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Robert Roberts Hitt (January 16, 1834 – September 20, 1906) was an Assistant Secretary of State and later a member of the United States House of Representatives.

Robert Roberts Hitt
Robert R. Hitt.jpg
Member of the U.S. House of Representatives
from Illinois's 13th district
In office
March 4, 1903 – September 20, 1906
Preceded by Vespasian Warner
Succeeded by Frank O. Lowden
Member of the U.S. House of Representatives
from Illinois's 9th district
In office
March 4, 1895 – March 3, 1903
Preceded by Thomas J. Henderson
Succeeded by Henry S. Boutell
Member of the U.S. House of Representatives
from Illinois's 6th district
In office
March 4, 1883 – March 3, 1895
Preceded by Thomas J. Henderson
Succeeded by Edward D. Cooke
Member of the U.S. House of Representatives
from Illinois's 5th district
In office
December 4, 1882 – March 3, 1883
Preceded by Robert M.A. Hawk
Succeeded by Reuben Ellwood
13th United States Assistant Secretary of State
In office
May 4, 1881 – December 19, 1881
Preceded by John Hay
Succeeded by J.C. Bancroft Davis
Personal details
Born (1834-01-16)January 16, 1834
Urbana, Ohio, U.S.
Died September 20, 1906(1906-09-20) (aged 72)
Narragansett Pier, Rhode Island, U.S.
Political party Republican
Profession Secretary, Politician

He was born in Urbana, Ohio, to Reverend Thomas Smith Hitt and Emily John Hitt. He and his parents moved to Mount Morris, Illinois in 1837. There he was educated at Rock River Seminary and later at DePaul University. An expert shorthand writer (one of few men of his time who represented that skill), he became a very close friend of future President of the United States Abraham Lincoln, and during the famous Lincoln–Douglas debates of 1858, at the request of Lincoln, Hitt served as a shorthand note-taker. During Lincoln's legal days in Chicago, he had first employed Hitt as such.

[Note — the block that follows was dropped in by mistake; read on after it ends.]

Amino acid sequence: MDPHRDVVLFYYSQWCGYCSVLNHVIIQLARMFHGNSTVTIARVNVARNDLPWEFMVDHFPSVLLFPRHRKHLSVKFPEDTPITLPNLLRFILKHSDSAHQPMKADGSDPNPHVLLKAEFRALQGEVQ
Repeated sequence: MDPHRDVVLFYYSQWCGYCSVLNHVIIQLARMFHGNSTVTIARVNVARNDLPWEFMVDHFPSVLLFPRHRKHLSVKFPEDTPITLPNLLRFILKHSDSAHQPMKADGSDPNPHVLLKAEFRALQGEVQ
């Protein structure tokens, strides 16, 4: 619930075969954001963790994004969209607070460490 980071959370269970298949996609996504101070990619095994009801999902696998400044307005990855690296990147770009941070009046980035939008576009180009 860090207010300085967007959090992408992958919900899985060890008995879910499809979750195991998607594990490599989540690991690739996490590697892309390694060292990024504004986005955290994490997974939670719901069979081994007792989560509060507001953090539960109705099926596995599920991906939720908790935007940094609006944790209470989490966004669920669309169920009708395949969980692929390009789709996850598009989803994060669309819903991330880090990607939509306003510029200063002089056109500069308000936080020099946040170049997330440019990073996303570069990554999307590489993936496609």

In 1872, Hitt was a personal secretary for Indiana Senator Oliver P. Morton, In December 1874, President Ulysses S. Grant appointed him First Secretary of the American Legation in Paris; he served from 1874 to 1881 and as Chargé d'Affaires a part of that time.

Hitt's former home in Washington, D.C.

He was United States Assistant Secretary of State under James G. Blaine during President James A. Garfield and President Chester A. Arthur's Administrations in 1881 and was elected to represent Illinois' 5th district in the United States House of Representatives in 1882. Hitt became Chairman of the Committee on Foreign Affairs at the beginning of the Fifty-first Congress and from the Fifty-fourth to Fifty-ninth Congresses. When the Chinese Exclusion Act of 1882 came up for renewal in 1892, he argued against the alien documentation provisions of the bill: "Never before in a free country was there such a system of tagging a man, like a dog to be caught by the police and examined, and if his tag or collar is not all right, taken to the pound or drowned and shot. Never before was it applied by a free people to a human being, with the exception (which we can never refer to with pride) of the sad days of slavery. …"[1]

He was appointed in July 1898 by President William McKinley as a member of the commission created by the Newlands Resolution to establish government in the Territory of Hawaii.

During the last years of his life, he was Regent of the Smithsonian Institution. He died on September 20, 1906. He is buried in Oakwood Cemetery in Mount Morris, Illinois, along with his parents.

Hitt is the namesake of the community of Hitt, Missouri.[2]

See alsoEdit

ReferencesEdit

  1. ^ 23 Cong. Rec. 3923 (1892).
  2. ^ "Scotland County Place Names, 1928–1945". The State Historical Society of Missouri. Archived from the original on June 24, 2016. Retrieved December 23, 2016. 

External linksEdit